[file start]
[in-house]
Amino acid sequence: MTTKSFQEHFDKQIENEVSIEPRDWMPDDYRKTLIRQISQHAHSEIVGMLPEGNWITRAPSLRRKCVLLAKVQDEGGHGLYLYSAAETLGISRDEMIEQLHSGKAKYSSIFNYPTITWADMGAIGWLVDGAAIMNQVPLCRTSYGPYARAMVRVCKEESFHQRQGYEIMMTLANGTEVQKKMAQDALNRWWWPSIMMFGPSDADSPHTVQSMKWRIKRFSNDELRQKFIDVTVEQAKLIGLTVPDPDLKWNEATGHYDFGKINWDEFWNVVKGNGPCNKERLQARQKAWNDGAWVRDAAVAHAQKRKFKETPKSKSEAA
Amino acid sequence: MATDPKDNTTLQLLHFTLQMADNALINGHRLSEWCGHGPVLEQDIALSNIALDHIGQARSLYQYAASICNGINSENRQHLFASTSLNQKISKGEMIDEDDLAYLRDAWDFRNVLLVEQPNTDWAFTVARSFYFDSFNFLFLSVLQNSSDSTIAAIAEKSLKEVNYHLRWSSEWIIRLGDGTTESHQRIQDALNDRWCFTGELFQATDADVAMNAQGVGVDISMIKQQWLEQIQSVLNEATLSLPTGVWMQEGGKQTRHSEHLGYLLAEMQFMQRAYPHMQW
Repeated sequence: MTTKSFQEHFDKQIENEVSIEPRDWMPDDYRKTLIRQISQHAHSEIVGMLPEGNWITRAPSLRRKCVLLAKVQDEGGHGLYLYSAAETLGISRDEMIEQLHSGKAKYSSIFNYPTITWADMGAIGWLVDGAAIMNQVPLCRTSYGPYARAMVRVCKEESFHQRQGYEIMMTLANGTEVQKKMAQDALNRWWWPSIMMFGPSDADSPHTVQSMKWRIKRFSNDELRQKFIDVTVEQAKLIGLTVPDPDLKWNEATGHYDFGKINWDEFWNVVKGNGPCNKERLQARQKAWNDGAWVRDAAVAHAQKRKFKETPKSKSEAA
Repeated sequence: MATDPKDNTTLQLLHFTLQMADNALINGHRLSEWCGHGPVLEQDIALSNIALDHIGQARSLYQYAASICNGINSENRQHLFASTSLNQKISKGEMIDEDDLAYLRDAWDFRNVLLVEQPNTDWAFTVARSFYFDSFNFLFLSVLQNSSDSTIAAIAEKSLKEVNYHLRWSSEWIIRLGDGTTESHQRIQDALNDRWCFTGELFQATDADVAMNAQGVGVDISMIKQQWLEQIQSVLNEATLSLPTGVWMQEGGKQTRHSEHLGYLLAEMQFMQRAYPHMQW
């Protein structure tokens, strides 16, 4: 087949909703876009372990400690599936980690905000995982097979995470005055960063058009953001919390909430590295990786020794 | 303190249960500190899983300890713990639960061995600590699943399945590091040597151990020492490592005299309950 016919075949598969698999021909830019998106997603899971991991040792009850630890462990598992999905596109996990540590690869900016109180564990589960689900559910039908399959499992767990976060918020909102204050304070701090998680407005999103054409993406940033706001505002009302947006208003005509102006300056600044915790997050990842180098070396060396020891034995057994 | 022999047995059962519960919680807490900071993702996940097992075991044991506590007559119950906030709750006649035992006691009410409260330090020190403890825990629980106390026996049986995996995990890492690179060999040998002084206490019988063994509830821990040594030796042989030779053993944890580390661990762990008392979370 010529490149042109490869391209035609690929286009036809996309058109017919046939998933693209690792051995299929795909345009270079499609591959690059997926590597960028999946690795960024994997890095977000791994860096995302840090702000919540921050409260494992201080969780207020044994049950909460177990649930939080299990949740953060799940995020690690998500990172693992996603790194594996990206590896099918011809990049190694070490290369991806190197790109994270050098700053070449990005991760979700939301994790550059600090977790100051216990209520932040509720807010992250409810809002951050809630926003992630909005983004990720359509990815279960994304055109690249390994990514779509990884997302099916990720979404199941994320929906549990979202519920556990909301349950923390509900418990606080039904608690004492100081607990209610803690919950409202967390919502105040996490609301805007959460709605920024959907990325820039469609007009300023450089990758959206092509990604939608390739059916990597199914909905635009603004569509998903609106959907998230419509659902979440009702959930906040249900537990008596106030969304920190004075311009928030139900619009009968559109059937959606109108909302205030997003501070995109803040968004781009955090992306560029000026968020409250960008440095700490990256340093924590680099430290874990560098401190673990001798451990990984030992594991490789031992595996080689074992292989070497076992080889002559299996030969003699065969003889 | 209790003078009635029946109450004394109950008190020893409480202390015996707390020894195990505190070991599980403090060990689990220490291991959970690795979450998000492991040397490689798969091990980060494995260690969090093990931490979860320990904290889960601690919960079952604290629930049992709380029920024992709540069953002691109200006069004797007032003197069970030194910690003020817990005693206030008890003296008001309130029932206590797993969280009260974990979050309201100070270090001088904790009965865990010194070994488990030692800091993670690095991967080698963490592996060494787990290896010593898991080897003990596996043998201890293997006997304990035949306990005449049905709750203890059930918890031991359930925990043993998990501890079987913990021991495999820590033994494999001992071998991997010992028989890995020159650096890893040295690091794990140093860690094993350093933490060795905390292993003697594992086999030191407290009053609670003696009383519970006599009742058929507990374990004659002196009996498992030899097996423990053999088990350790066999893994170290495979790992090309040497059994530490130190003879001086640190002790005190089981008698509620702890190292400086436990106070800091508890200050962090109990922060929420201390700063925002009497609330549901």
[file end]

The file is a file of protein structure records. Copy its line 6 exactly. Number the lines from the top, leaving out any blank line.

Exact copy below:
């Protein structure tokens, strides 16, 4: 087949909703876009372990400690599936980690905000995982097979995470005055960063058009953001919390909430590295990786020794 | 303190249960500190899983300890713990639960061995600590699943399945590091040597151990020492490592005299309950 016919075949598969698999021909830019998106997603899971991991040792009850630890462990598992999905596109996990540590690869900016109180564990589960689900559910039908399959499992767990976060918020909102204050304070701090998680407005999103054409993406940033706001505002009302947006208003005509102006300056600044915790997050990842180098070396060396020891034995057994 | 022999047995059962519960919680807490900071993702996940097992075991044991506590007559119950906030709750006649035992006691009410409260330090020190403890825990629980106390026996049986995996995990890492690179060999040998002084206490019988063994509830821990040594030796042989030779053993944890580390661990762990008392979370 010529490149042109490869391209035609690929286009036809996309058109017919046939998933693209690792051995299929795909345009270079499609591959690059997926590597960028999946690795960024994997890095977000791994860096995302840090702000919540921050409260494992201080969780207020044994049950909460177990649930939080299990949740953060799940995020690690998500990172693992996603790194594996990206590896099918011809990049190694070490290369991806190197790109994270050098700053070449990005991760979700939301994790550059600090977790100051216990209520932040509720807010992250409810809002951050809630926003992630909005983004990720359509990815279960994304055109690249390994990514779509990884997302099916990720979404199941994320929906549990979202519920556990909301349950923390509900418990606080039904608690004492100081607990209610803690919950409202967390919502105040996490609301805007959460709605920024959907990325820039469609007009300023450089990758959206092509990604939608390739059916990597199914909905635009603004569509998903609106959907998230419509659902979440009702959930906040249900537990008596106030969304920190004075311009928030139900619009009968559109059937959606109108909302205030997003501070995109803040968004781009955090992306560029000026968020409250960008440095700490990256340093924590680099430290874990560098401190673990001798451990990984030992594991490789031992595996080689074992292989070497076992080889002559299996030969003699065969003889 | 209790003078009635029946109450004394109950008190020893409480202390015996707390020894195990505190070991599980403090060990689990220490291991959970690795979450998000492991040397490689798969091990980060494995260690969090093990931490979860320990904290889960601690919960079952604290629930049992709380029920024992709540069953002691109200006069004797007032003197069970030194910690003020817990005693206030008890003296008001309130029932206590797993969280009260974990979050309201100070270090001088904790009965865990010194070994488990030692800091993670690095991967080698963490592996060494787990290896010593898991080897003990596996043998201890293997006997304990035949306990005449049905709750203890059930918890031991359930925990043993998990501890079987913990021991495999820590033994494999001992071998991997010992028989890995020159650096890893040295690091794990140093860690094993350093933490060795905390292993003697594992086999030191407290009053609670003696009383519970006599009742058929507990374990004659002196009996498992030899097996423990053999088990350790066999893994170290495979790992090309040497059994530490130190003879001086640190002790005190089981008698509620702890190292400086436990106070800091508890200050962090109990922060929420201390700063925002009497609330549901």